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First Soccer Player Diagnosed With CTE: Headers Are The Lone Physical Danger In The Non-Violent Sport

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Patrick Grange died in 2012 from ALS, but doctors examining his brain posthumously found traces of CTE — the first such case in a soccer player. Reuters

In 2012, star soccer player Patrick Grange died of amyotrophic lateral sclerosis, or ALS, at the age of 29. His brain was donated to a hospital for analysis, and to the examining doctors’ surprise, what they found were traces in his frontal lobe of chronic traumatic encephalopathy, better known as CTE.

Grange is the first soccer player to receive this posthumous diagnosis. It’s also surprising given the sport he played. Ever since researchers began analyzing athletes’ brains for CTE in the 1920s, it’s traditionally been a hallmark disease of boxing and football, and occasionally hockey, as a product of the myriad sub-concussive blows to the head. Now soccer is lumped into the mix, and experts are pointing to the sport’s iconic header as the enemy.

In your average soccer game, a player may head the ball up to 12 times — to say nothing of the drills during practice. Traveling at upward of 50 mph, the ball strikes a player’s forehead with the same force as a punch from an amateur boxer. Outside of sports and physical abuse, this behavior is simply alien, Chris Nowinksi, director of the Sports Legacy Institute, told ABC News. “Getting hit in the head hundreds of thousands of time is not a normal part of life,” he said.

But for athletes who dedicate their lives, and later donate them, to sports, these repeated blows are business as usual. Michele Grange, Patrick’s mother, said her son began heading soccer balls when he was only 3. He would toss the ball to himself and bump it into the net, over and over and over. It was only after his brain was analyzed following his death — the proteins of CTE can only be found after death — that the Granges noticed how prevalent the CTE was in the early years, The New York Times reported. Grange would struggle to balance a checkbook and fail to notice the dangers of failing grades. He once took a soccer trip cross-country, but forgot to let his employer know he was taking time off. So he lost his job.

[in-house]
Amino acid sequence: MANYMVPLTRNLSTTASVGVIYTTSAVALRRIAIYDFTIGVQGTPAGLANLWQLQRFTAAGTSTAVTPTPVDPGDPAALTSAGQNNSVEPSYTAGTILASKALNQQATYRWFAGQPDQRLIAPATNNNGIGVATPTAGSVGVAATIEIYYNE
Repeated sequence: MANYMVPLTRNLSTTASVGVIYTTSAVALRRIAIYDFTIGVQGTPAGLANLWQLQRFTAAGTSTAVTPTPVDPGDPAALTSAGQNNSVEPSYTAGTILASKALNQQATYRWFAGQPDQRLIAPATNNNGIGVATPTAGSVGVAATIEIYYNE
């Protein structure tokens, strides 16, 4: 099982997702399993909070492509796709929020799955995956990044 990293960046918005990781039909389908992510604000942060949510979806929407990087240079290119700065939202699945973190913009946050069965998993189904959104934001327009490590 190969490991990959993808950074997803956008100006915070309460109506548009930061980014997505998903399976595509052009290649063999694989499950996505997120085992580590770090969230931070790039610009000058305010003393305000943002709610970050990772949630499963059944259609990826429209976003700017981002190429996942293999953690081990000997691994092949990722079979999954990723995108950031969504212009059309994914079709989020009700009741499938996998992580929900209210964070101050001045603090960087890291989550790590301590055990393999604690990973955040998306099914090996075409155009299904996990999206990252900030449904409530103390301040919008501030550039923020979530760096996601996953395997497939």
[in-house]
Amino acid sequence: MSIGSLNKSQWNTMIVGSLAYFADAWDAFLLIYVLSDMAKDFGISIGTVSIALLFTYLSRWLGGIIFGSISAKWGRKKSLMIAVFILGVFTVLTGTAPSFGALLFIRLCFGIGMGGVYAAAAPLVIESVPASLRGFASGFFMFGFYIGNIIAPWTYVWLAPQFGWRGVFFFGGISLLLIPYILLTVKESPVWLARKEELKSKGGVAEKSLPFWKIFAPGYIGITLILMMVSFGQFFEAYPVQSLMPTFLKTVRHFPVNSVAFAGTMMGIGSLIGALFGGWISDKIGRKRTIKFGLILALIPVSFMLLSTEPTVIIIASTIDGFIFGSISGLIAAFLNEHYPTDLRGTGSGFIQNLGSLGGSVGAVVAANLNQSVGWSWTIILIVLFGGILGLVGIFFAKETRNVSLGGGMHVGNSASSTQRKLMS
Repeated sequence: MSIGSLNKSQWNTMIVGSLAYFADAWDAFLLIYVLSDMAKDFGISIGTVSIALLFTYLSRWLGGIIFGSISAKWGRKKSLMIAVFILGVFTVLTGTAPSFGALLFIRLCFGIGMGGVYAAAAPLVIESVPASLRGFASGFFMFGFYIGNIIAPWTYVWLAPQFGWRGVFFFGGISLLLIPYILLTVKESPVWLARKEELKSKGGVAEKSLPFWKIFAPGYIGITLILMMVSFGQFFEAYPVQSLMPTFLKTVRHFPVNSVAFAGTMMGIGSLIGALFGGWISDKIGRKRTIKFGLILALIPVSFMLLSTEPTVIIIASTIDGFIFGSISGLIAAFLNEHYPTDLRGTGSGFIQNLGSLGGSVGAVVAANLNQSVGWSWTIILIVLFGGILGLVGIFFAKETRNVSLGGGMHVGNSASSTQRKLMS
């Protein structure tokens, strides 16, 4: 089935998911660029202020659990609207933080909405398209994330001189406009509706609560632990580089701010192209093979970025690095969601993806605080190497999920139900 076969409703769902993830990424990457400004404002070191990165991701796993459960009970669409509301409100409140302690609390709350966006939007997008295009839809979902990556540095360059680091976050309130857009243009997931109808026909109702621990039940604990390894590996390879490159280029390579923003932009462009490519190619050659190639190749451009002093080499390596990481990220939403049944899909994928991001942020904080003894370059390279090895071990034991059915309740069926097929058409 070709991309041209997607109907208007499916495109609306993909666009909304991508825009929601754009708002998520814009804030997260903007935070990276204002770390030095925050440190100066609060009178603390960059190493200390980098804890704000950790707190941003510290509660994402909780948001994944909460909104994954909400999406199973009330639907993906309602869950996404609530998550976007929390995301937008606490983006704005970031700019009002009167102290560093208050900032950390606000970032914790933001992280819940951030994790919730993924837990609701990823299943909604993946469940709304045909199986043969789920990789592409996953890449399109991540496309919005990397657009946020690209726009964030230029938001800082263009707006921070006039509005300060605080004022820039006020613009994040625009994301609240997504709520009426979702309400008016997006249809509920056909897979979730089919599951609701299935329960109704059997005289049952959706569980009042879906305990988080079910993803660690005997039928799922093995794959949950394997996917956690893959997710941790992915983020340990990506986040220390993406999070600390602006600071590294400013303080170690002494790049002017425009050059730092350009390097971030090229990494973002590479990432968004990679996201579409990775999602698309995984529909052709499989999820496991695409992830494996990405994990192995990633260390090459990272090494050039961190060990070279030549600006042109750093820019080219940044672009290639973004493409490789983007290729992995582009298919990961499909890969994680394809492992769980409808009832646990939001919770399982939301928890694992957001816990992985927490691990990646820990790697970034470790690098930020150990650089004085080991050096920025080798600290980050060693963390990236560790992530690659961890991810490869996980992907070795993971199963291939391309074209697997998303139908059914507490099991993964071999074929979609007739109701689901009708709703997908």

If they could do it over again, Grange’s mother told the Times, they would have prevented him from practicing headers too early. She and her husband caution other families whose children are serious about soccer to wait until the athlete’s teen years before taking up the risky strategy. “When I see the little kids playing soccer, even my grandson, for one thing it reminds me of better days,” she said. “But on the other, it makes you think of the consequences.”

Of which there are many, experts argue. By the time athletes’ brains stop developing, generally around age 25, many of their heads have already been exposed to some 20 years of constant sub-concussive force. Inside the skull, the brain sits in a bath of cerebrospinal fluid. This cushions the organ when it’s jostled around for one reason or another. But in sports the CSF can only do so much; repeated force causes the brain to crash into the inside of the skull, damaging the areas pounded most often.

In Grange’s case, Dr. Ann McKee, a neuropathologist at the VA Boston Healthcare System and the doctor who helped analyze Grange’s CTE, found the disease in the brain’s frontal lobe. On a four-point scale of severity, McKee pegged Grange’s injuries as a two.

“He had very extensive frontal lobe damage,” McKee told the Times. “We have seen other athletes in their 20s with this level of pathology, but they’ve usually been football players.”

Dr. Michael Lipton, an expert in magnetic resonance research at Albert Einstein College of Medicine at Yeshiva University, said the trend can only continue until research takes a hardline stance. Lipton and his colleagues recently conducted a study that found the more times a player headed a soccer ball over the course of a year, the more likely he or she was to display reduced cognitive function and exhibit signs of brain damage — a less-than-hopeful outcome for the world’s most popular sport.

“The thing that is unique about soccer,” Lipton told ABC News, “is people are doing this again and again and again.” And if Grange’s case is anything to go by, CTE will also appear, regretfully, again and again and again.

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